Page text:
I was serving on the STFC Science Board that provides advice to STFC Council and the executive on all aspects of STFC's science and technology programme.

I was on the Executive Committee of the MINOS and NOvA Experiments and was the chair of the institutional board and a member of the Executive Committee of the LAGUNA-LBNO design study. I am now the chair of DUNE's Institute board.

I am a member of the LHCC advising the CERN management on the LHC experiments concentrating on CMS and the WLCG.

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Common professorship appointment with Fermilab: Alfons Weber becoming member of ETAP

PRISMA+-research programme in neutrino physics further expanded

University Press release

Neutrino research is an important focus of the PRISMA + Cluster of Excellence at Johannes Gutenberg University Mainz (JGU): Mainz researchers are involved in many large-scale international experiments at the South Pole, in Italy and in China. Now, JGU and the Fermilab Prof. Dr. Alfons Weber appointed as the new W3 professor. The proven neutrino expert is moving from the renowned Oxford University to Mainz and will further strengthen the neutrino research program. His focus is on promoting German participation in the next major neutrino experiment, the Deep Underground Neutrino Experiment (DUNE) at the Fermilab near Chicago.
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Solar CNO neutrinos observed for the first time

Characteristic neutrinos are evidence of the secondary fusion process that powers our sun

University Press release

Scientists from the Borexino collaboration have provided the first experimental proof of the occurrence of the so-called CNO cycle in the sun: They were able to directly observe characteristic neutrinos that arise during this fusion process. This is an important milestone towards a complete understanding of the fusion processes in the sun. Even more: While the CNO cycle plays a subordinate role in the sun, it is probably the predominant way of generating energy in stars, which are much heavier and therefore hotter than the sun. The results of the Borexino collaboration are published in the current issue of Nature.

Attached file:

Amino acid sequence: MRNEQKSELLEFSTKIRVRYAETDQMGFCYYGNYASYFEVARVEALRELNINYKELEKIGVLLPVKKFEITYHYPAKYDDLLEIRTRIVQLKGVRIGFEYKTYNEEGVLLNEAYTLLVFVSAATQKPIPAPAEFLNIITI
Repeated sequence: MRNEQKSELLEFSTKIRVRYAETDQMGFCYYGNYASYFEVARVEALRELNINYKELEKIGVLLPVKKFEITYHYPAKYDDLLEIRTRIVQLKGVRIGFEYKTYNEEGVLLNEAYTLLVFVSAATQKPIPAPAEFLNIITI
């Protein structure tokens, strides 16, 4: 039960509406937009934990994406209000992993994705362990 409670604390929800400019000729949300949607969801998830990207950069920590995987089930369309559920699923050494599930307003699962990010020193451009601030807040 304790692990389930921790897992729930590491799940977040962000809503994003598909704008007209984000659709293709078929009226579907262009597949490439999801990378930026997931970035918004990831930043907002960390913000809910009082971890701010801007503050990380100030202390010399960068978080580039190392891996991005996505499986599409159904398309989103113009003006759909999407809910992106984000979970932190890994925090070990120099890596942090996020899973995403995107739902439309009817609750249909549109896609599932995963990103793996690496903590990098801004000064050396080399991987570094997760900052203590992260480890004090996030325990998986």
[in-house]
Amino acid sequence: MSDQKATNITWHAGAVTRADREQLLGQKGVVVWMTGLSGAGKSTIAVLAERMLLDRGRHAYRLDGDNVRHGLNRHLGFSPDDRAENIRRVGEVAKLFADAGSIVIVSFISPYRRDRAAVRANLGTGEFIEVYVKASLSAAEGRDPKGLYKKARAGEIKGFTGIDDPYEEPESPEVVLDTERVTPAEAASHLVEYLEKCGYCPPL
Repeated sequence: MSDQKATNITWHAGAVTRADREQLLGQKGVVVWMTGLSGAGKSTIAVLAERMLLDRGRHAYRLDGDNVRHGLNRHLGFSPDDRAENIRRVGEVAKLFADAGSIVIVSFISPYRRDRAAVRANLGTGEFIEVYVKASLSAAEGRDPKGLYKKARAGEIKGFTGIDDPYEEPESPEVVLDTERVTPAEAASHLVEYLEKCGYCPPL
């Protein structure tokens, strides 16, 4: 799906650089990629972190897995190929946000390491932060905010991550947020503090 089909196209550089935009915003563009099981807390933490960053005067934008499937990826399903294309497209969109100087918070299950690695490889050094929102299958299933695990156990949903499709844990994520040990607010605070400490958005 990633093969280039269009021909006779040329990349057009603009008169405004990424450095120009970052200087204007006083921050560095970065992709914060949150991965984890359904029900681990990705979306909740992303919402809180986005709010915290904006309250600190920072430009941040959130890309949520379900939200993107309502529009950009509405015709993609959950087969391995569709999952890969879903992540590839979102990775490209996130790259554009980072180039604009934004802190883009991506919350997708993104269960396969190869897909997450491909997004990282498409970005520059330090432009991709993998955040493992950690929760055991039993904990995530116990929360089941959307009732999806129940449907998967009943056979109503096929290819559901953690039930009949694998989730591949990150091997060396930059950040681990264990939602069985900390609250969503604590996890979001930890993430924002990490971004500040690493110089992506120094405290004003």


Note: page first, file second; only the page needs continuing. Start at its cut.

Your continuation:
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Surprising Signal in the XENON1T Dark Matter Experiment

Scientists of the PRISMA+ Cluster of Excellence of the Johannes Gutenberg University Mainz significantly involved

University Press release

Scientists from the international XENON collaboration announced today that data from their XENON1T, the world's most sensitive dark matter experiment, show a surprising excess of events. The scientists do not claim to have found dark matter. Instead, they say to have observed an unexpected rate of events, the source of which is not yet fully understood. The signature of the excess is similar to what might result from a tiny residual amount of tritium (super heavy hydrogen), but could also be a sign of something more exciting: the existence of a new particle known as the solar axion or the indication of previously unknown properties of neutrinos.
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From China to the South Pole: Joining forces to solve the neutrino mass puzzle

Study by Mainz physicists indicates that the next generation of neutrino experiments may well find the answer to one of the most pressing issues in neutrino physics

University Press release

Among the most exciting challenges in modern physics is the identification of the neutrino mass ordering. Physicists from the PRISMA+ Cluster of Excellence at Johannes Gutenberg University Mainz (JGU) play a leading role in a new study that indicates that the puzzle of neutrino mass ordering may finally be solved in the next few years – thanks to the combined performance of two new neutrino experiments that are in the pipeline, the upgrade of the IceCube experiment at the South Pole and the Jiangmen Underground Neutrino Observatory (JUNO) in China. They will soon give the physicists access to much more sensitive and complementary data on the neutrino mass ordering.